President Trump in the Oval Office on Friday. (Kevin Lamarque/Reuters)
Deputy Editorial Page Editor

Though it is headed by a man who considers himself one of history’s greatest dealmakers, the Trump administration lately has been doing its best to avoid making deals.

The possibilities in foreign policy for a master negotiator are legion: There are Iran and North Korea with their nuclear programs; Venezuela, whose bankrupt regime presides over a major humanitarian crisis; and the Israeli-Palestinian conflict, which Trump once described as ripe for a “deal of the century.”

Yet in recent months, U.S. policy has seemingly been aimed not just at preventing accords on these problems but also at precluding bargaining by our would-be closer in chief.

Take the case of Iran. When he withdrew the United States from the multilateral deal limiting Tehran’s nuclear program, Trump said he was “ready, willing and able” to negotiate a new accord and confidently predicted that the regime of Ayatollah Ali Khamenei was “going to want to make a new and lasting deal.”

Nearly a year later, Trump has done less bargaining with the Islamic republic than any president in the past 40 years. Not only is his administration not known to be talking with the regime about its nuclear program or its aggressions in the Middle East; it also has taken only minimal action to free the several U.S. citizens that Iran has unjustly imprisoned.

Instead, U.S. policy seeks to apply crushing pressure to the regime without offering it a way out. Last week, Secretary of State Mike Pompeo announced a bid to take Iranian oil exports “to zero” by threatening sanctions on the remaining buyers. The gambit might not work, but if it does, Tehran will face a potentially devastating economic crisis. And by Pompeo’s account, it could gain relief only if it meets a list of 12 demands adding up to a 180-degree reversal of its foreign policy.

As a practical matter, notes Ali Vaez of the International Crisis Group, “Washington’s present approach makes possible two scenarios, neither of which is promising.” Either Iran “digs in,” prompting the Trump administration to redouble its pressure; or it decides to resume its nuclear program to gain some leverage. Either way, Vaez argues, the non-negotiating strategy opens “a fraught and dangerous path.”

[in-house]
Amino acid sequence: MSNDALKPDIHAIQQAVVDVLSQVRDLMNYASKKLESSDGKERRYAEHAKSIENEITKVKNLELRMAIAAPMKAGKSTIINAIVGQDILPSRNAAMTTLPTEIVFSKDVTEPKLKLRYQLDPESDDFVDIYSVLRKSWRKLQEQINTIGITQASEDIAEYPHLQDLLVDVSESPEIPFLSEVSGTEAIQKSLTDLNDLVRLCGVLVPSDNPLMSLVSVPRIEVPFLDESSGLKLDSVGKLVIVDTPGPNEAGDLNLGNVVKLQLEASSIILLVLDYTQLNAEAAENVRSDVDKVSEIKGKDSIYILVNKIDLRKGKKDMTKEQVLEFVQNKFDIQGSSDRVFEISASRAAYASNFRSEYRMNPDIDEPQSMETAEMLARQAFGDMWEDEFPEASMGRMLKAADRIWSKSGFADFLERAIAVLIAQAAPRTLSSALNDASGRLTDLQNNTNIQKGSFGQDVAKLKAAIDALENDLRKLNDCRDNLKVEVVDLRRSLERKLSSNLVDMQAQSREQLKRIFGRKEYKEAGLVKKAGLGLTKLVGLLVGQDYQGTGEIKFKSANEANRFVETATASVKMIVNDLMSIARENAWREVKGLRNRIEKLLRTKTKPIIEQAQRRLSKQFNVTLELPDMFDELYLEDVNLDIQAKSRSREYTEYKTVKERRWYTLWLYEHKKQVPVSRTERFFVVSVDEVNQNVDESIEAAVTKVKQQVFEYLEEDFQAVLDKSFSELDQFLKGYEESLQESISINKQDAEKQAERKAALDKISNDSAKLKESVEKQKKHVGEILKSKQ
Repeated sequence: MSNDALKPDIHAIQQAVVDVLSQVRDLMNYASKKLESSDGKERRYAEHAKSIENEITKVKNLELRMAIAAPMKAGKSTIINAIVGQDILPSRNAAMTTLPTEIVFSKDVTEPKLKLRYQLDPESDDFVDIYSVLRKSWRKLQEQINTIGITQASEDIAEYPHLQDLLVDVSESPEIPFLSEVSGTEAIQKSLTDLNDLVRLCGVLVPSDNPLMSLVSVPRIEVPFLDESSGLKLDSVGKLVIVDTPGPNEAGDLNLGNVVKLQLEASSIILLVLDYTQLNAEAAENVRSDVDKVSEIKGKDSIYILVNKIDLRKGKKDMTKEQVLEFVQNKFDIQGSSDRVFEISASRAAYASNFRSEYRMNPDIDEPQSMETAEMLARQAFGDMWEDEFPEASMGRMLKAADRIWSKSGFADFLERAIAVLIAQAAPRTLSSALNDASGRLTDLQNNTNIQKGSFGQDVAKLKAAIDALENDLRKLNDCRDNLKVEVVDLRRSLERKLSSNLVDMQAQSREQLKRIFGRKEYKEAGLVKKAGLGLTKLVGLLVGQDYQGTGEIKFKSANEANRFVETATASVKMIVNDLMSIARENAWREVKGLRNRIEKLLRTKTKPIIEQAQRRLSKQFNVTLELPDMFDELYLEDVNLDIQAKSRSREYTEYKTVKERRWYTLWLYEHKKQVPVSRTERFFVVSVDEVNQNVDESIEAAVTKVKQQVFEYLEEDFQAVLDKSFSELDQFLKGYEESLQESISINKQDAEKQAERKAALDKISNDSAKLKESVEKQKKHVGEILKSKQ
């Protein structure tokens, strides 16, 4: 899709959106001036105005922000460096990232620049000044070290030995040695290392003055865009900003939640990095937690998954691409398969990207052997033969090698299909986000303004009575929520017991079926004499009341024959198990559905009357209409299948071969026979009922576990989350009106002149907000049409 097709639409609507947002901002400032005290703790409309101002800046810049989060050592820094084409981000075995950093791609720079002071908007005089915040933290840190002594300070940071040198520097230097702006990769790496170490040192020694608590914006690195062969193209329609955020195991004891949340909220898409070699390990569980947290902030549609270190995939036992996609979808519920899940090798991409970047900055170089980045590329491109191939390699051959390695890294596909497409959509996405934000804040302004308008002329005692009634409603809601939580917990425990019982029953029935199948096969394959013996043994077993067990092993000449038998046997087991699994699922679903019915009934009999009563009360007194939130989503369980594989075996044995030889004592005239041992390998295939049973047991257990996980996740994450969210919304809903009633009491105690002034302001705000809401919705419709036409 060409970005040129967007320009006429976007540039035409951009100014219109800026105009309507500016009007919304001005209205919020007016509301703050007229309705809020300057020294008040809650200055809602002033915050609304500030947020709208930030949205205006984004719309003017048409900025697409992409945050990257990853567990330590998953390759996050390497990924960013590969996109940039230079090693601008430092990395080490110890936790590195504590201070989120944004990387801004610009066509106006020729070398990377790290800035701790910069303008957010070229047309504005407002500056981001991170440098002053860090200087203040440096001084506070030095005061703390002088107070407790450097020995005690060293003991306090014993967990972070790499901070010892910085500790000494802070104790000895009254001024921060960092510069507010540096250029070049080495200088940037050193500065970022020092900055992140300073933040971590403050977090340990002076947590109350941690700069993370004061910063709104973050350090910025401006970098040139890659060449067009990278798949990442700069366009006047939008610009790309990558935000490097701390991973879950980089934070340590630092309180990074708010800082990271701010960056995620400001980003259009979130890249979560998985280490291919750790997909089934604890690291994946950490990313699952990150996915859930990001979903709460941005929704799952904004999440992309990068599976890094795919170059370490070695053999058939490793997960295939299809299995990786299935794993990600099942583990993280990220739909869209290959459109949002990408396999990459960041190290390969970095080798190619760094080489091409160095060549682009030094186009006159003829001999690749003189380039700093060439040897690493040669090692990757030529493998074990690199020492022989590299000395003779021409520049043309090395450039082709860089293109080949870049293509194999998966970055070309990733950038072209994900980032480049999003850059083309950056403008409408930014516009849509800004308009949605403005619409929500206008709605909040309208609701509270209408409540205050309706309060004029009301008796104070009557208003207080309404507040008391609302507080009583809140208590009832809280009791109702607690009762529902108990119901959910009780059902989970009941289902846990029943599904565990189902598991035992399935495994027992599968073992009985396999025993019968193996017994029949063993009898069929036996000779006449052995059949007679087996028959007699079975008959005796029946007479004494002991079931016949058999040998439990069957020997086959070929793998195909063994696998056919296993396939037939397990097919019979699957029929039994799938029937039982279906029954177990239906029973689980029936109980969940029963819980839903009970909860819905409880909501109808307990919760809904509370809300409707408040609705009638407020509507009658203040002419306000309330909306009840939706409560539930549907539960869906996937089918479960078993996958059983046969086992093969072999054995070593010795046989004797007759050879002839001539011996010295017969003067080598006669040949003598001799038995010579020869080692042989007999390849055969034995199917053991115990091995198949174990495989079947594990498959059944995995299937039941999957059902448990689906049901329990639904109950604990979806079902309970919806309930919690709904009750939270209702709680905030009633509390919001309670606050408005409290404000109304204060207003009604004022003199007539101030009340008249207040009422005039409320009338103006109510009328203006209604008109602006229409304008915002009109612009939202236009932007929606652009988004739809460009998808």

The administration has taken a similar approach to Venezuela, where it has imposed a drastic sanction against the regime of Nicolás Maduro — a ban on oil trade with the United States — while rejecting negotiations with his government. U.S. strategy is to force the Venezuelan military to remove Maduro and work out a transition plan with the opposition’s alternative government. But the generals have not budged, leaving Venezuelans to face a catastrophic decline in already dire living conditions.

As for the deal of the century, Trump son-in-law Jared Kushner and envoy Jason Greenblatt are expected to roll out their long-awaited Mideast peace plan in a month or two. But the administration has already sabotaged it by delivering a series of body blows to the Palestinians, from cutting off funding to the Palestinian Authority to moving the U.S. Embassy in Israel to Jerusalem.

Trump’s team seems to think it has given the Palestinians a necessary softening up. But those who know them better, such as longtime U.S. Mideast negotiator Dennis A. Ross, say it has merely triggered the deeply ingrained Palestinian penchant for defiance. Their leaders have refused to talk to Trump’s envoys since last year — and it’s probable they never will.

Then there is North Korea’s Kim Jong Un, with whom Trump has portrayed himself as negotiating. Only he hasn’t, really. At their last meeting in Hanoi, Trump proposed that the North Korean leader agree to surrender Pyongyang’s entire nuclear arsenal, plus its chemical and biological weapons, a whopping nonstarter. When Kim refused and made his own one-sided offer, Trump walked away.

The North Koreans had reason to be confounded. Before the summit, there were indications the administration would be open to a more incremental deal, in which North Korea would give up some of its nuclear capacity in exchange for limited U.S. concessions. When Trump instead struck his all-or-nothing stance, the regime blamed Pompeo and national security adviser John Bolton. Pyongyang has since demanded that Pompeo be dropped from future talks.

North Koreans are not known for rational political analysis, but in this case, they may be on to something. Bolton has a decades-long record of favoring force over diplomacy, while Pompeo has made a militantly uncompromising position toward Iran a trademark since his first election to Congress. It’s notable that the two don’t figure in the one notable negotiation in which the administration is engaged — with China over trade terms.

Trump’s first national security team, led by H.R. McMaster, Jim Mattis and Rex Tillerson, was devoted to curbing his most reckless impulses. Could it be that his second is trying to ensure that he makes no compromises?

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